BACKGROUND: The central role of males in female reproductive health issues in patriarchal societies makes them an important group in the eradication of female genital mutilation/cutting (FGM/C). OBJECTIVE: To determine knowledge about and attitudes to FGM/C among male adolescents, and their preparedness to protect their future daughters from it. METHODS: A cross-sectional survey among male adolescent students in Ilorin, Nigeria. Participants completed a self-administered questionnaire after consent had been obtained from them or their parents. Statistical analysis was with SPSS version 20.0 (IBM, USA). A p-value of <0.05 was taken as significant. RESULTS: Of 1 536 male adolescents (mean age 15.09 (standard deviation 1.84) years, range 14 – 19), 1 184 (77.1%) were aware of FGM/C, 514 (33.5%) supported female circumcision, 362 (23.6%) would circumcise their future daughters, 420 (27.3%) were of the opinion that FGM/C had benefits, mostly as a necessity for womanhood (109, 7.1%), and 627 (40.8%) perceived it as wickedness against females; 546 (35.5%) were aware of efforts to eradicate FGM/C, and 42.2% recommended education as the most important intervention to achieve this. CONCLUSION: Education and involvement in advocacy may transform male adolescents into agents for eradication of FGM/C.

Traumatic Vulvar Epithelial Inclusion Cysts Following Female Genital Mutilation (FGM)

Geburtshilfe Frauenheilkd. 2015 Sep;75(9):945-948.FREE

Traumatic Vulvar Epithelial Inclusion Cysts Following Female Genital Mutilation (FGM)

Mack-Detlefsen B, Banaschak S, Boemers TM


Background: Female genital mutilation (FGM) occurs mainly in Africa, parts of the Arabian Peninsula and parts of Asia. It is commonly associated with acute complications as well as diverse late/delayed complications. One of the most common of these late complications is progressively enlarging painless cysts of the vulva.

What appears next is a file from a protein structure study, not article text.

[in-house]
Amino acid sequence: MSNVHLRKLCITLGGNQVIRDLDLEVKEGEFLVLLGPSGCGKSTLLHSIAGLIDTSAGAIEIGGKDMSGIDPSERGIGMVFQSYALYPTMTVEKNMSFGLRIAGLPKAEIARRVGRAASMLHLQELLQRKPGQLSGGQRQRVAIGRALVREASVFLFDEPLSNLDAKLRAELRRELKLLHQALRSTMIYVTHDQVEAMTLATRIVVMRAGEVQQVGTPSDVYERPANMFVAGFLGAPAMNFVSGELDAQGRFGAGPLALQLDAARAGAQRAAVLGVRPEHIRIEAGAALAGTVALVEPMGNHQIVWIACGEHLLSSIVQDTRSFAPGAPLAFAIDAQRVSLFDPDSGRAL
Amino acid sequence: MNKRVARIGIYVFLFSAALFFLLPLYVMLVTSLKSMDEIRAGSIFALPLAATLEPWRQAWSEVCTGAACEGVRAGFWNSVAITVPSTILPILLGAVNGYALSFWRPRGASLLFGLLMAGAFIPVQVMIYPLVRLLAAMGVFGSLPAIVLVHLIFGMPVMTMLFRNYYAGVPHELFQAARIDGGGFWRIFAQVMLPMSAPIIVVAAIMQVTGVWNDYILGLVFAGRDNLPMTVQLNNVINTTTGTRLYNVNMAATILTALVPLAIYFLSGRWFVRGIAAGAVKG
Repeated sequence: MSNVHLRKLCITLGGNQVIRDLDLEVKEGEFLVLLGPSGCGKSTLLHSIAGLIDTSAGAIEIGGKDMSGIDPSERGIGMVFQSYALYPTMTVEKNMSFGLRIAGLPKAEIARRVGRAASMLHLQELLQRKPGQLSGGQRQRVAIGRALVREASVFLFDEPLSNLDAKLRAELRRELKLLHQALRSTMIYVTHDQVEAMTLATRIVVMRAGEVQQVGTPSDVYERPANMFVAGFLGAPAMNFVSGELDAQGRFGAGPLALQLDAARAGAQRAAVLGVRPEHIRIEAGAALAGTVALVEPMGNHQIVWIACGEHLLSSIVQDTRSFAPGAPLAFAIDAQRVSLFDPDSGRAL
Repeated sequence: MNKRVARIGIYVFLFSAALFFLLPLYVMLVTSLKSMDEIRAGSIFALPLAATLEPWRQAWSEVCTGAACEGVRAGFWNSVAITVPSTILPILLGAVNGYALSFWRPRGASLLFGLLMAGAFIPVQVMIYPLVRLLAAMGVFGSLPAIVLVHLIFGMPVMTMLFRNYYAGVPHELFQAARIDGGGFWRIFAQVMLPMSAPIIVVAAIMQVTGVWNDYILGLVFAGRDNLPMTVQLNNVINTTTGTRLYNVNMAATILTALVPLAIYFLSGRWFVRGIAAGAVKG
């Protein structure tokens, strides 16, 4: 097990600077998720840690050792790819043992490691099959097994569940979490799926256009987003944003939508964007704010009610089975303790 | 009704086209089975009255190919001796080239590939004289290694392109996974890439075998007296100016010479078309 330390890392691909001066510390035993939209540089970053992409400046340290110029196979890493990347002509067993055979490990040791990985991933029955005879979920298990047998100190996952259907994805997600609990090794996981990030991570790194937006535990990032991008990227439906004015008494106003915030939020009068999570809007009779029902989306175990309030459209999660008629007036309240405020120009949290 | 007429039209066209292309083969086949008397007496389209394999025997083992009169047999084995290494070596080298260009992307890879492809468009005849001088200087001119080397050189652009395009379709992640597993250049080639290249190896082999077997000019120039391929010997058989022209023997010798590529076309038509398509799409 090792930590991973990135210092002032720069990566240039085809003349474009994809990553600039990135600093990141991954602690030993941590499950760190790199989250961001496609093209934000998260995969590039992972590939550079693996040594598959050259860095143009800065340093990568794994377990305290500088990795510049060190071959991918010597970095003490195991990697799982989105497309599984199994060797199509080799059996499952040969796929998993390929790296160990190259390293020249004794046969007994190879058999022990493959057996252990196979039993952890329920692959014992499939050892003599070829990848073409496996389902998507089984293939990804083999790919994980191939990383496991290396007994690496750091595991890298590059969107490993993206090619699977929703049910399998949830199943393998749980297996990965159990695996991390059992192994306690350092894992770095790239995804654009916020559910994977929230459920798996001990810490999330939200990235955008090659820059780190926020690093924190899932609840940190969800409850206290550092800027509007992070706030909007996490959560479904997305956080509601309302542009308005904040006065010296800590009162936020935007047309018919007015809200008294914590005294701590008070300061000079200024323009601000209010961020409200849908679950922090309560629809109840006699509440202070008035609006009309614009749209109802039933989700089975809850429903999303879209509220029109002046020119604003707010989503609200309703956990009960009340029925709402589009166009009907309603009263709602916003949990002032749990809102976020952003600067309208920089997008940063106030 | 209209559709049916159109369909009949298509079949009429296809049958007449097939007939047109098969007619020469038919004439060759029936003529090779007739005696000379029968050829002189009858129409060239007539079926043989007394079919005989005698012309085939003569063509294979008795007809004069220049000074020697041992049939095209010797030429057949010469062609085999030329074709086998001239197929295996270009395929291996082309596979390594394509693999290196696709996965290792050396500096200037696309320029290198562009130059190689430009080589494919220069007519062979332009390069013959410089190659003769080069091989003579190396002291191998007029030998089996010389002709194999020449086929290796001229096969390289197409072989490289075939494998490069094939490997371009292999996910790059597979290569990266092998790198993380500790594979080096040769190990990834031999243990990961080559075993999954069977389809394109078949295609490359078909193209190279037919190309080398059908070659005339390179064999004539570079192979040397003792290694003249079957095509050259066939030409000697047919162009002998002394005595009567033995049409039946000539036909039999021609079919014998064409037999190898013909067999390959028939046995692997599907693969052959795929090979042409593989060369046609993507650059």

Case Report: An 8-year-old girl from Eritrea presented to our paediatric emergency department with a progressively enlarging mass of the vulva. She had undergone a clitoridectomy and partial removal of the labia minora as an infant in Eritrea. We performed surgical excision of the cyst and reconstruction of the labia. Histology showed a traumatic squamous epithelial inclusion cyst of the vulva.

Conclusion: Epithelial or dermoid cysts of the vulva following FGM are extremely rare. Symptoms often require surgical intervention. Through increasing migration, more girls and female youths with FGM are likely to present to practices and hospitals in Germany. Thus increased knowledge and awareness of the medical complications of FGM and their treatment will be necessary in years to come.

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FGM: a hidden crime.

Community Pract. 2013 Dec;86(12):22-3.

FGM: a hidden crime.

Naughton L.


A new report into female genital mutilation (FGM) highlights that, despite the barbaric practice being illegal in the U.K., not one single person has been held to account for their involvement in the act.

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Perron et al.: Female genital cutting.

J Obstet Gynaecol Can. 2013 Nov;35(11):1028-45.

Female genital cutting.

Perron L, Senikas V, Burnett M, Davis V; Social Sexual Issues Committee, Burnett M, Aggarwal A, Bernardin J, Clark V, Davis V, Fisher W, Pellizzari R, Polomeno V, Rutherford M, Sabourin J; Ethics Committee, Shapiro J, Akhtar S, Camire B, Christilaw J, Corey J, Nelson E, Pierce M, Robertson D, Simmonds A.

Ottawa ON.